In Dino Veritas

"I just love him you know, without condition. I'd give my life for him." — Wade, referring to Quinn.

Review by Mike Truman


B
Really Good

Finally, the truth comes out! Actually, a whole lot of truth is on the way as the Sliders encounter a world where telling lies is a crime. To enforce this law, all people must wear truth collars. These ingenious devices shock the user whenever they fib. Lie enough and it will kill you. This is the underlying plot, but many people seem to forget about it when they think of this episode. It might be due to the fact that the Sliders next land on a world with dinosaurs.

As every good network executive knows, dinosaurs equal ratings. The FOX execs must have nearly wet themselves when the so-called action show Sliders finally delivered them a script they could promote. And promote they did! The episode was placed during sweeps week accompanied by a Jurassic Park-styled advertising campaign. The end result was the show’s highest ratings to date.

“In Dino Veritas” was originally planned as a bottle episode and would put all its emphasis on characterization. With truth collars strapped around their necks and a hungry dinosaur wanting to eat them, the four would hole up in a cave and be forced to come clean with each other. Two things eventually worked against this. First, Jerry O’Connell scored a role in Jerry Maguire and needed to film the movie. Quinn had to be written out. So after arriving on Dino World, the timer is conveniently left behind and Quinn goes after it. Second, the dinosaur was a lot cheaper to make than anticipated. Since they had a dinosaur available, they might as well show it off a bit. So while we do get some character development from Wade and Arturo, we also get a lot of running from the dinosaur.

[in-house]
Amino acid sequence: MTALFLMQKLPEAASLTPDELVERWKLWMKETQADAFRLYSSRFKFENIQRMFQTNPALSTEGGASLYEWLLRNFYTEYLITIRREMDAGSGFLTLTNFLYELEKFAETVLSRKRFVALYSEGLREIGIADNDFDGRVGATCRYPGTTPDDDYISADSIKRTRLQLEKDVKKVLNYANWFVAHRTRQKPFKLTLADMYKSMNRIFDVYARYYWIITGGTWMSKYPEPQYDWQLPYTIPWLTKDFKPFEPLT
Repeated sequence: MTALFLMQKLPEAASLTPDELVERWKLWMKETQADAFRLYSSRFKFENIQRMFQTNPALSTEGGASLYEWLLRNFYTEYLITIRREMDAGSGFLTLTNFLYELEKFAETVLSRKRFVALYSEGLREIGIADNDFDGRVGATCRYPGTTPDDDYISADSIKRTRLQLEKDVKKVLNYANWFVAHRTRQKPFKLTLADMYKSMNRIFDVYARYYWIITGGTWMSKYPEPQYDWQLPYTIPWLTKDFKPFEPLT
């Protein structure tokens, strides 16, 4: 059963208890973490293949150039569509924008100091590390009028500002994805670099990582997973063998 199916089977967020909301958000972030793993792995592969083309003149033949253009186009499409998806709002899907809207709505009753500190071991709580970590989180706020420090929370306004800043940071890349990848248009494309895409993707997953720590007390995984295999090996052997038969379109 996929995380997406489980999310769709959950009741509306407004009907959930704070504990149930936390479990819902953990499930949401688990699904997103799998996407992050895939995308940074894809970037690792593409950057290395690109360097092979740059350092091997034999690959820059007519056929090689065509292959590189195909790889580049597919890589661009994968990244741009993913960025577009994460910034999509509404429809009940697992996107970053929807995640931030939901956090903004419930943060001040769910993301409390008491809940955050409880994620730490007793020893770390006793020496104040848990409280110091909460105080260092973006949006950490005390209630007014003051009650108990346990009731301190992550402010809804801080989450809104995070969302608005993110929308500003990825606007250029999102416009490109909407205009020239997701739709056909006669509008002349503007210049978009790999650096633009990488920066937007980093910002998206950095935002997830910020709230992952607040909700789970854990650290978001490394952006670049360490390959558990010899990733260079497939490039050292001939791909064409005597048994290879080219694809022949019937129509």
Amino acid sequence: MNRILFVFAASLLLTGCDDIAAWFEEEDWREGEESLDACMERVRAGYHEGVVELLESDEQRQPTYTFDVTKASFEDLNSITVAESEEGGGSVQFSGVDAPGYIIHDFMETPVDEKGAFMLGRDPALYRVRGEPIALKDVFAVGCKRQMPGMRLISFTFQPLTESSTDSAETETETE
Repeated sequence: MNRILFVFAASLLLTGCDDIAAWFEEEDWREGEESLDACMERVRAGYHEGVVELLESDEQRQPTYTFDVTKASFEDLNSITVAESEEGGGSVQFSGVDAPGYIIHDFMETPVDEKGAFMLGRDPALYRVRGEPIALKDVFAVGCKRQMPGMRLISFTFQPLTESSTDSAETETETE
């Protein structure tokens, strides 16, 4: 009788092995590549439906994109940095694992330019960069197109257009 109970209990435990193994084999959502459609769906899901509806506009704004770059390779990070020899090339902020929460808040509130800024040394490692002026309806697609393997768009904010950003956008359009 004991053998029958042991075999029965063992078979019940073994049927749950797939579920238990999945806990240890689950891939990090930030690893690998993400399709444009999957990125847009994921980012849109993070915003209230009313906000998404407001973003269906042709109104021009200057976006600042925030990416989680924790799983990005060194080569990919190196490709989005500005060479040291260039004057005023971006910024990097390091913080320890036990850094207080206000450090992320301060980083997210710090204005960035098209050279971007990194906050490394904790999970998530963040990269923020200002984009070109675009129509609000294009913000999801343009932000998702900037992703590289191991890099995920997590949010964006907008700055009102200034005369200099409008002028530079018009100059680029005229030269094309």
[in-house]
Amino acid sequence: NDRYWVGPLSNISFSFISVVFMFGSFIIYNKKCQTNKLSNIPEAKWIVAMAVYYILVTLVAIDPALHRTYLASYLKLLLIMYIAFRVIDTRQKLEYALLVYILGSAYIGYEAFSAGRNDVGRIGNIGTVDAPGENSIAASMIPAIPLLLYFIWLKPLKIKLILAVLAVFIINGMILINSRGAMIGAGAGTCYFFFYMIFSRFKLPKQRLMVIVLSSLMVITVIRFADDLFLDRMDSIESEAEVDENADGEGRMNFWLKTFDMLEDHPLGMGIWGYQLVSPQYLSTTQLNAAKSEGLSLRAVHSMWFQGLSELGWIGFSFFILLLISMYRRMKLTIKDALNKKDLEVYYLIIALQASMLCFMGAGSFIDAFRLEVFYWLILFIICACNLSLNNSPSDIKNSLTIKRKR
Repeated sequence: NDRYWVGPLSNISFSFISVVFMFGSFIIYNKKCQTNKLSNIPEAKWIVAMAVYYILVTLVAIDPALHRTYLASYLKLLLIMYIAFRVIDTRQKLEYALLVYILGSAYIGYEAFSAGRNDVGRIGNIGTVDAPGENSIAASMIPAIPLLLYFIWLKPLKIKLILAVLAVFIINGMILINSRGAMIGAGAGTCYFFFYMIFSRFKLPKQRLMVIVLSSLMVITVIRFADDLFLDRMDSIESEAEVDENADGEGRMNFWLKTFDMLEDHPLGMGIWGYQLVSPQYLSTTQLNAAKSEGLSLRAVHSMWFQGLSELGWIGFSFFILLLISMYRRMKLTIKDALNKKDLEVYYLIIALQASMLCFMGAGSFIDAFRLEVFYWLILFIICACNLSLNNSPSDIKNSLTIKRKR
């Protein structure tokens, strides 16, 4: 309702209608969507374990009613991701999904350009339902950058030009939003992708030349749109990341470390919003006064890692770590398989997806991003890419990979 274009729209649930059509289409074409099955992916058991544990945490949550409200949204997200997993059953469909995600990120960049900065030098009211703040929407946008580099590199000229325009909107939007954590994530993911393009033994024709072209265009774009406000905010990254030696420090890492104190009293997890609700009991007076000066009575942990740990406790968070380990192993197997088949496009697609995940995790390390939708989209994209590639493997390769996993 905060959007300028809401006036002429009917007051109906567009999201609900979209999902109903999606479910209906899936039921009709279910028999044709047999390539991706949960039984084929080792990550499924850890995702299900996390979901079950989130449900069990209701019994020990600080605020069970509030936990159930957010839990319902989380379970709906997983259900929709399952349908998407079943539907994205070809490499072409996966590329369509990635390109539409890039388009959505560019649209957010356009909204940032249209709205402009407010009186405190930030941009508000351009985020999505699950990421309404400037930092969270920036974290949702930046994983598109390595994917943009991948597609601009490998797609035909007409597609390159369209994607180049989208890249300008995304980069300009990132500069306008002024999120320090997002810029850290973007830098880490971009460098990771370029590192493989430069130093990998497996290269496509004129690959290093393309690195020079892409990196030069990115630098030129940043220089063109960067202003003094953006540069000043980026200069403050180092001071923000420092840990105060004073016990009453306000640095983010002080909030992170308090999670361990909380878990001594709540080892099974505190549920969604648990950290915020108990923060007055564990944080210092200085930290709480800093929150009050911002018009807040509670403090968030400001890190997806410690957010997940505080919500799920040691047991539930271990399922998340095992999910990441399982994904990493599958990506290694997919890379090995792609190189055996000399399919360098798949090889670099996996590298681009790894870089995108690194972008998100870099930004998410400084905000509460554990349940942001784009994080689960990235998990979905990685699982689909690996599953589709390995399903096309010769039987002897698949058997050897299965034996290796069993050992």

There’s not a lot of plot to review. Arturo injures himself and loses the timer. Quinn goes after it. They learn they’re in a nature reserve from a holographic park ranger. A poacher saves them from the dinosaur, but demands they help him smuggle out his ill-gotten gains. Fortunately the dinosaur eats him, ending that ethical dilemma. Eventually Quinn returns and the four make one last run from the dinosaur before sliding out.

This episode is very dark — not in terms of theme, in terms of lighting. You can barely see what’s going on. As expected, there is little attention paid to alt-history details as it’s unnecessary. We do know that dinosaurs are an endangered species here, but the rest of the world could be perfectly “normal.” Our need for social satire will have to be sated by the presence of poachers. Regardless of the species or how fearsome it may be, there will always be people trying to kill them for profit. We’re even treated to a little humans vs. animals debate, but the death of the poacher enables them to escape without reaching any definitive conclusions.

The most fun comes from Arturo being shocked repeatedly for lying. My favorite moment comes when Quinn declares he’s going out into the dinosaur’s territory for the timer. The injured Arturo says he wishes he could go with him — and is promptly zapped. Oddly enough, Arturo is the only one getting zapped. Rembrandt and Quinn get off light and Wade is buzzed when she intentionally lies to prove she’s telling the truth to the park ranger. What message are we trying to get across here? That Arturo can’t be trusted? It seems to be a recurring theme this season.